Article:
Hofstra College of Liberal Arts and Sciences (HCLAS) and School of Education (SOE) alum April Francis (BA ’03, MA ’07, Advanced Certificate ’15), who teaches at the Lawrence Road Middle School in Hempstead, N.Y., is leading the charge toward social studies education reform. Francis was a member of the New York State Toolkit’s Teacher Collaborative Council, a select group of 42 K-12 teachers chosen from nearly 400 applicants who were charged with developing a new approach to teaching and learning social studies.
The new “inquiry-based” approach moves away from the traditional teaching of historical facts, and emphasizes critical thinking.
Unlike traditional lesson plans and thematic units, inquiries are not a step-by-step road map for teachers to follow when teaching a particular topic. Inquiries set a curricular and instructional course for teachers to consider in light of the New York State K-12 Social Studies Framework, which is designed to prepare students for college, careers and civic life. Teachers are responsible for tapping into their own professional expertise and knowledge surrounding particular topics to help to make the content more relatable for students.
For her part, Francis reviewed and piloted the New York State Social Studies Toolkit, which includes 84 inquiries — six for each grade from K-11 and 12 for grade 12 (six each for economics and participation in government). Each of the inquiries features a blueprint and a short description of how a teacher might teach the inquiry.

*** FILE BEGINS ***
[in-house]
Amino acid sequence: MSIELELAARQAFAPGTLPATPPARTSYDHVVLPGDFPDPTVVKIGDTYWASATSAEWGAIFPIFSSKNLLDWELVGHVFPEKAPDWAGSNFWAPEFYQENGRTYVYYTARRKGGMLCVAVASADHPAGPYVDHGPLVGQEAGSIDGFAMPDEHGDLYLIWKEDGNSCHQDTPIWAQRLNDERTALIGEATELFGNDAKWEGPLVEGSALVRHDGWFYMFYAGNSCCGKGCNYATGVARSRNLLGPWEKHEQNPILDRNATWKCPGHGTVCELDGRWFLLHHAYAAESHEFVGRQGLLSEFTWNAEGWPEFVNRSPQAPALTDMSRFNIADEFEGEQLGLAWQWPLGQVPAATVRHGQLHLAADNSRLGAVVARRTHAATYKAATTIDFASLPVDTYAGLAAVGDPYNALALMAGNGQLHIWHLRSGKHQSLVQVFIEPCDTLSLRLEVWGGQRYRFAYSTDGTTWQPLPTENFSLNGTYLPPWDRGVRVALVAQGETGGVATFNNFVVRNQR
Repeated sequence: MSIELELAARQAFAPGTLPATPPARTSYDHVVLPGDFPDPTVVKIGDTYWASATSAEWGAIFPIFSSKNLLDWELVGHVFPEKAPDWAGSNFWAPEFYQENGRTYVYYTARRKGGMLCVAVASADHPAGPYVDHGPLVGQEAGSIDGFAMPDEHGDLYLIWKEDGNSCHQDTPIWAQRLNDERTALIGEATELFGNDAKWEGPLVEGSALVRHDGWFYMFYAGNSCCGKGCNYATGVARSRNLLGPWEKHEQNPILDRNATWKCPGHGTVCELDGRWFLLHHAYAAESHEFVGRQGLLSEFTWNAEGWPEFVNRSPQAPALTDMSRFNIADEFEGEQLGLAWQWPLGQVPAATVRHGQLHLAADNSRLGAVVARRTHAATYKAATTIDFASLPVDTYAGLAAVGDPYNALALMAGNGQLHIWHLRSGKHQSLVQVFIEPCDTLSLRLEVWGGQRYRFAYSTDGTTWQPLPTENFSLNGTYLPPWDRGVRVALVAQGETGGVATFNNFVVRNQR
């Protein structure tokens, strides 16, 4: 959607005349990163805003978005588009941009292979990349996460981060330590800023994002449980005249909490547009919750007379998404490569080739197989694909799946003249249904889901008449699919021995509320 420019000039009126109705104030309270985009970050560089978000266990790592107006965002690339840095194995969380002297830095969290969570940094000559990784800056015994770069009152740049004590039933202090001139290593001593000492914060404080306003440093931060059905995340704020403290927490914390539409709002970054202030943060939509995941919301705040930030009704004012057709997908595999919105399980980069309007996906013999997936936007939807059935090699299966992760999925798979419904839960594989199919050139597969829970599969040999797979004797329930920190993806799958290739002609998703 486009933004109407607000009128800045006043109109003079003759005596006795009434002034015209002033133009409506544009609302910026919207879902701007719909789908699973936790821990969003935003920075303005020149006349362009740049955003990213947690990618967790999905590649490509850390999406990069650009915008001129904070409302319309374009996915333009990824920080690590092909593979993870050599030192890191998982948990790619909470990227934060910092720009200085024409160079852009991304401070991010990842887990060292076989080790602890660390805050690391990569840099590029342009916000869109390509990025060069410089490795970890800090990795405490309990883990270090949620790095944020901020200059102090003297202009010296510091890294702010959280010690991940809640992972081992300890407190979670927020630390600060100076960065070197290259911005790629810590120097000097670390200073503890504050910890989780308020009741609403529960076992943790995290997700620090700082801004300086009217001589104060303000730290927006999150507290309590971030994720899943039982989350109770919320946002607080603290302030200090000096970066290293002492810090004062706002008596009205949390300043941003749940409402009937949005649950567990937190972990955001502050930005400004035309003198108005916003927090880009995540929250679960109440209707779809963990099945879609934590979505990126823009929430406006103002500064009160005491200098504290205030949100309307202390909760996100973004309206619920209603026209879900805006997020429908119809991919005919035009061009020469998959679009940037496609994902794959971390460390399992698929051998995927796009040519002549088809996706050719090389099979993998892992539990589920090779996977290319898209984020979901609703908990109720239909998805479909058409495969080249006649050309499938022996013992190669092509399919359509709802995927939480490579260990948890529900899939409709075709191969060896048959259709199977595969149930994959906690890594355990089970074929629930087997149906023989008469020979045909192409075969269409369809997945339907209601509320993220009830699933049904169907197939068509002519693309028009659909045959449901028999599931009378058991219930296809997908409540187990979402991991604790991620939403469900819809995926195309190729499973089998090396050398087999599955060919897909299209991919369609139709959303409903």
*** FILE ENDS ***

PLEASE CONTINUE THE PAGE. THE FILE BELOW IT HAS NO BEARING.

Francis recently caught the attention of the National Council for the Social Studies (NCSS). In her feature interview in NCSS’s flagship journal, Social Education, she described how she works to create an engaging classroom by teaching her seventh graders the Uncle Tom’s Cabin inquiry, which uses Harriet Beecher Stowe’s novel to give students an opportunity to explore how words affect public opinion.
“To get students to dig into the text, I framed their reading with the compelling question, ‘Can Words Lead to War?’” Francis said in the interview. “As a real-life example of the power of words, I mentioned social media, and asked if someone posted something on a social media site that was negative or positive—what effect would that have on them?”
When asked how inquiry-based teaching prepares students for civic life, she replied, “Today’s society is based on argumentation and compromise, and people having a voice. It’s about having a say and then ultimately making decisions. I think that inquiries like those in the New York State Toolkit give students the tools to learn to be the change agents of the future. As a historian and a social studies teacher, I want my students to be active citizens. There are things in our society that need to improve, and I want the students to see in themselves that they can make that change just like the people we’ve been learning about. I want them to know that they can be that Martin Luther King or they can be César Chávez.”
And asked whether teaching using the Inquiry Design Model promotes a noisy classroom, Francis replied, “Yes … but a noisy engaged classroom is very different from just a noisy classroom. In an engaged classroom, the noise will include students sharing their knowledge, using accountable talk, and discussing their opinions on the topic at hand. It will be ‘educational noise,’ so to speak!”
“April Francis is an outstanding Hofstra alumna,” said Dr. Alan Singer, Director, Secondary Education Social Studies, Teacher Education Programs. “Not only is she a scholar as well as a teacher, but she continues to serve as a mentor to students in the teacher education program.”